Technology and innovation were primary topics at the Austmine 2015 conference in Brisbane on May 19 and 20 but the challenge presented to the mining sector was to enhance communication and collaboration. Delegates were told that without collaboration Australia risks losing its competitive advantage as a mining industry leader.
This challenge for mining education providers, METS (mining equipment, technology and services) firms and mining companies was raised by a number of speakers. It was generally recognised that most miners have been doing very well for a long time but now the industry has hit difficult times, it is hard to get them to look outside their own silo.
Austmine was pleased with the response to the biennial event with almost 50 exhibitors and around 1000 delegates over the two days while the informative conference program attracted many positive comments. A number of Austmine members showcased their innovations and technology during the conference and exhibition.
Rio Tinto Australia managing director Phil Edmands set the scene early on the first day when he outlined the importance of METS to the mining sector but also spoke about some of the challenges facing the industry in Australia.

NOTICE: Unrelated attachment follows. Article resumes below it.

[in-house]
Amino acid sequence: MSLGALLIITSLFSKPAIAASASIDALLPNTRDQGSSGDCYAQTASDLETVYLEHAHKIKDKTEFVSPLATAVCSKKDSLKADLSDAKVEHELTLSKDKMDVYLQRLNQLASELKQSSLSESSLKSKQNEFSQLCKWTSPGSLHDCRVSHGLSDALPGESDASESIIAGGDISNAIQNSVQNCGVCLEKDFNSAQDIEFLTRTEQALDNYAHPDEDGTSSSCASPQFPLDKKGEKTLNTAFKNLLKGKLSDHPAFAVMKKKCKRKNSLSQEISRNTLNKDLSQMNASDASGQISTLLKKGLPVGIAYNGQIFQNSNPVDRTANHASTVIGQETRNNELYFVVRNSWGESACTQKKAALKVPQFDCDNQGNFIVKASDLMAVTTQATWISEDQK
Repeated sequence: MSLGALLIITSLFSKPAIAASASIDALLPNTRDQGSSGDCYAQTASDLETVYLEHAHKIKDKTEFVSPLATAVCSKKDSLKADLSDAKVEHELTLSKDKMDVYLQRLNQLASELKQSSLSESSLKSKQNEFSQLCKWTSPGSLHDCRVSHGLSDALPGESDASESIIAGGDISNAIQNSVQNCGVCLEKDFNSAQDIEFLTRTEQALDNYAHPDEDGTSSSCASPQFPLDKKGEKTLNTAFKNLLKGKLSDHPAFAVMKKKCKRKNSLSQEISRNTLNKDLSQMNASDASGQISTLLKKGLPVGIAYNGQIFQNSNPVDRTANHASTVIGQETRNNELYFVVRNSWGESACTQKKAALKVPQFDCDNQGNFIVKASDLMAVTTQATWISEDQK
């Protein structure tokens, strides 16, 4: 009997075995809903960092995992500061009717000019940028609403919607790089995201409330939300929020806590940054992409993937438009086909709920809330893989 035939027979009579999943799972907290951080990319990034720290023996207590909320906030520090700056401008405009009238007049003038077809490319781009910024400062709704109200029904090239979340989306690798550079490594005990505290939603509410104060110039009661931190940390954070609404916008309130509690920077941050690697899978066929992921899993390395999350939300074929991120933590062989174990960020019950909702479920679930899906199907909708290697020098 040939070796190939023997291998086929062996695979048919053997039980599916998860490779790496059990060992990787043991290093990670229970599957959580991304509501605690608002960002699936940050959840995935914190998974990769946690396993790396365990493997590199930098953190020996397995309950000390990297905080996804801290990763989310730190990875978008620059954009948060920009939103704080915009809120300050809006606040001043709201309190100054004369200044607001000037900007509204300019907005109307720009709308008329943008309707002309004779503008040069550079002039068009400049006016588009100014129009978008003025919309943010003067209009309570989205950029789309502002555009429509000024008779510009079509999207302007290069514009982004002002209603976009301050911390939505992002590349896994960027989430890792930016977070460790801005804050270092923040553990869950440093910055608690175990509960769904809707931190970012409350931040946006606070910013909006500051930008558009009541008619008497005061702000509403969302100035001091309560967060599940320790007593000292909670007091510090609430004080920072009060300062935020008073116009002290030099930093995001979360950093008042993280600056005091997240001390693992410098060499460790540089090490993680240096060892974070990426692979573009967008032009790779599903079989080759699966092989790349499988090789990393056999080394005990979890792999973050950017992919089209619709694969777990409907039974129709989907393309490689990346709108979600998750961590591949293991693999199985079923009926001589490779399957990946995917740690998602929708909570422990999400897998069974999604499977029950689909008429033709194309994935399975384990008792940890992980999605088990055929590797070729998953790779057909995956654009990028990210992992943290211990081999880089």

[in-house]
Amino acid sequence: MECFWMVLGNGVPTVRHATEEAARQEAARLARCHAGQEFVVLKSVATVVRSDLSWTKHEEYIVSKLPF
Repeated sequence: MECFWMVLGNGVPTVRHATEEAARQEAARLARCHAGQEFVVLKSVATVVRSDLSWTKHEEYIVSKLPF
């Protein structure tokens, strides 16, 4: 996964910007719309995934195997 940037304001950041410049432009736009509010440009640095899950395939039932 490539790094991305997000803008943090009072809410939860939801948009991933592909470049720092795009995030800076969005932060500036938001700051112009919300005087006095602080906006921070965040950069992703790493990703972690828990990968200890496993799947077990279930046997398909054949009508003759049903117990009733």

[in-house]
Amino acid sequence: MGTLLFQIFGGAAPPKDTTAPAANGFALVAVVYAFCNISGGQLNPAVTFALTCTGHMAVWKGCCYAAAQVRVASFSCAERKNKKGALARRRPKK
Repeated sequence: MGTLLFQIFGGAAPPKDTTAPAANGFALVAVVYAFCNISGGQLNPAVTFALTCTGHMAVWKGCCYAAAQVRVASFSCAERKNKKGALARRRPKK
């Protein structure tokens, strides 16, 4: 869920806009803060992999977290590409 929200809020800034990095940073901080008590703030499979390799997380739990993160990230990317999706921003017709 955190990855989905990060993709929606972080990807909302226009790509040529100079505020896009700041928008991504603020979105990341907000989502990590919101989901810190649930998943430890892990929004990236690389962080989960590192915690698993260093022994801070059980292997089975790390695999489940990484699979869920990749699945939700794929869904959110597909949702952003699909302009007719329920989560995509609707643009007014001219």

The Rio chief told delegates that there are many competitors for Australia’s METS sector around the world but its competitive advantage is technology and innovation. He said that stability also used to be an advantage for Australia but other jurisdictions were becoming more stable. London was now a major competitor with its strong knowledge and finance bases.
“The METS sector is being held back by a low level of collaboration within the sector at local and regional levels but particularly state-by-state. There is also a lack of collaboration with the education system and the mining sector,” he said.
In order to overcome communication and collaboration issues within the sector and with the education and mining sectors, he said a METS innovation hub was needed. “Innovations, technologies and information from METS companies would come to the hub which would then serve as a one-stop shop for mining companies. Miners could access the hub to determine whether there is technology that is of interest to them.
Phil Edmands also said collaboration was needed to help improve the image of the industry. The image is poor particularly in coal which is constantly being attacked yet is the only current realistic and cost-effective answer to the growing demands of emerging nations.
“Education providers, the METS sector and mining companies need to work together to get people to see and understand the good side of the industry,” he added.